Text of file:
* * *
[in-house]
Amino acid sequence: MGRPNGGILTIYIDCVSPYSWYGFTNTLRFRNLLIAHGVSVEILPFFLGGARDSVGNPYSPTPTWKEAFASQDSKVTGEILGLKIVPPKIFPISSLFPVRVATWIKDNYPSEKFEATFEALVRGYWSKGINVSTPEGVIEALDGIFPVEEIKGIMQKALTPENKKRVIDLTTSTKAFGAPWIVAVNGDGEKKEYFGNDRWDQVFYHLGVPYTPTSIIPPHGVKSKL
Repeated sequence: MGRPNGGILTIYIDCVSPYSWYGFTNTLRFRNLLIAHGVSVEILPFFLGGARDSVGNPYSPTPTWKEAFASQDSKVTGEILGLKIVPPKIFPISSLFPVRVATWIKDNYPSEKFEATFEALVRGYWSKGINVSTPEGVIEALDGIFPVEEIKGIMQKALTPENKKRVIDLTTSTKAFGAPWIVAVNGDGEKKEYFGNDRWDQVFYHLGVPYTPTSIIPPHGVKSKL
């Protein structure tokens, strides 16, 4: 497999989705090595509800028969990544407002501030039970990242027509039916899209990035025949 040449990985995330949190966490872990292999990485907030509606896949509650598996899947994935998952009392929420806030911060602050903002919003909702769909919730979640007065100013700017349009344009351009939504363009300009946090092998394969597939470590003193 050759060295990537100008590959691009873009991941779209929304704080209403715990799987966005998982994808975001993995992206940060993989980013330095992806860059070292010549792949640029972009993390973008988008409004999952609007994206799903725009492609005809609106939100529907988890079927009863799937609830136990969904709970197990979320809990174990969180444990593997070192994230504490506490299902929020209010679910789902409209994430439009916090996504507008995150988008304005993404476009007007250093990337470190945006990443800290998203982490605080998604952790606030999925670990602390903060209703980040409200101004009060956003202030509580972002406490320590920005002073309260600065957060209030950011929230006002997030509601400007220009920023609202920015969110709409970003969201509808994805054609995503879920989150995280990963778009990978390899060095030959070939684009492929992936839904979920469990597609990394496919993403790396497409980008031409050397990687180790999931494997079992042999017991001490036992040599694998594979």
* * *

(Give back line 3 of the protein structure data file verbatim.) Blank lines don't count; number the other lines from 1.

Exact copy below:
Repeated sequence: MGRPNGGILTIYIDCVSPYSWYGFTNTLRFRNLLIAHGVSVEILPFFLGGARDSVGNPYSPTPTWKEAFASQDSKVTGEILGLKIVPPKIFPISSLFPVRVATWIKDNYPSEKFEATFEALVRGYWSKGINVSTPEGVIEALDGIFPVEEIKGIMQKALTPENKKRVIDLTTSTKAFGAPWIVAVNGDGEKKEYFGNDRWDQVFYHLGVPYTPTSIIPPHGVKSKL